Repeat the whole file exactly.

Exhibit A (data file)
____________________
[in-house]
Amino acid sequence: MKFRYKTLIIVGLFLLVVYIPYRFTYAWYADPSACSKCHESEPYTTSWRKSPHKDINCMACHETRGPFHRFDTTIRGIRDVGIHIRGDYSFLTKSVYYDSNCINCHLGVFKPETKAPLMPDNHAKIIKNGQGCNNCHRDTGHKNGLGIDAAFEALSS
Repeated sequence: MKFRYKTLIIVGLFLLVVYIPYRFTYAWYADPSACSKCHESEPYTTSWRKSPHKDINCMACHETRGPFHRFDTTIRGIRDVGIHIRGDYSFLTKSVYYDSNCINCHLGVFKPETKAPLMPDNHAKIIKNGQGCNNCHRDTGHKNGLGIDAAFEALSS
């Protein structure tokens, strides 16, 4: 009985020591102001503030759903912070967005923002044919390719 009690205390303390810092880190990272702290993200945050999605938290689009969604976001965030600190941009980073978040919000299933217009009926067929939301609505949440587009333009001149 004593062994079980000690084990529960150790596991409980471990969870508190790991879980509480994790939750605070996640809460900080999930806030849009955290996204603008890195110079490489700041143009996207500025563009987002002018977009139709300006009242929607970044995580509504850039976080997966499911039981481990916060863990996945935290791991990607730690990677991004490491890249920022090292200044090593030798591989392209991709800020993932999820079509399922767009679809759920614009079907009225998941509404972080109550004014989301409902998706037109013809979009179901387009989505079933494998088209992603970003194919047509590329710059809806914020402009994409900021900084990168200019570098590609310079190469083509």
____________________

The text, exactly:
[in-house]
Amino acid sequence: MKFRYKTLIIVGLFLLVVYIPYRFTYAWYADPSACSKCHESEPYTTSWRKSPHKDINCMACHETRGPFHRFDTTIRGIRDVGIHIRGDYSFLTKSVYYDSNCINCHLGVFKPETKAPLMPDNHAKIIKNGQGCNNCHRDTGHKNGLGIDAAFEALSS
Repeated sequence: MKFRYKTLIIVGLFLLVVYIPYRFTYAWYADPSACSKCHESEPYTTSWRKSPHKDINCMACHETRGPFHRFDTTIRGIRDVGIHIRGDYSFLTKSVYYDSNCINCHLGVFKPETKAPLMPDNHAKIIKNGQGCNNCHRDTGHKNGLGIDAAFEALSS
């Protein structure tokens, strides 16, 4: 009985020591102001503030759903912070967005923002044919390719 009690205390303390810092880190990272702290993200945050999605938290689009969604976001965030600190941009980073978040919000299933217009009926067929939301609505949440587009333009001149 004593062994079980000690084990529960150790596991409980471990969870508190790991879980509480994790939750605070996640809460900080999930806030849009955290996204603008890195110079490489700041143009996207500025563009987002002018977009139709300006009242929607970044995580509504850039976080997966499911039981481990916060863990996945935290791991990607730690990677991004490491890249920022090292200044090593030798591989392209991709800020993932999820079509399922767009679809759920614009079907009225998941509404972080109550004014989301409902998706037109013809979009179901387009989505079933494998088209992603970003194919047509590329710059809806914020402009994409900021900084990168200019570098590609310079190469083509």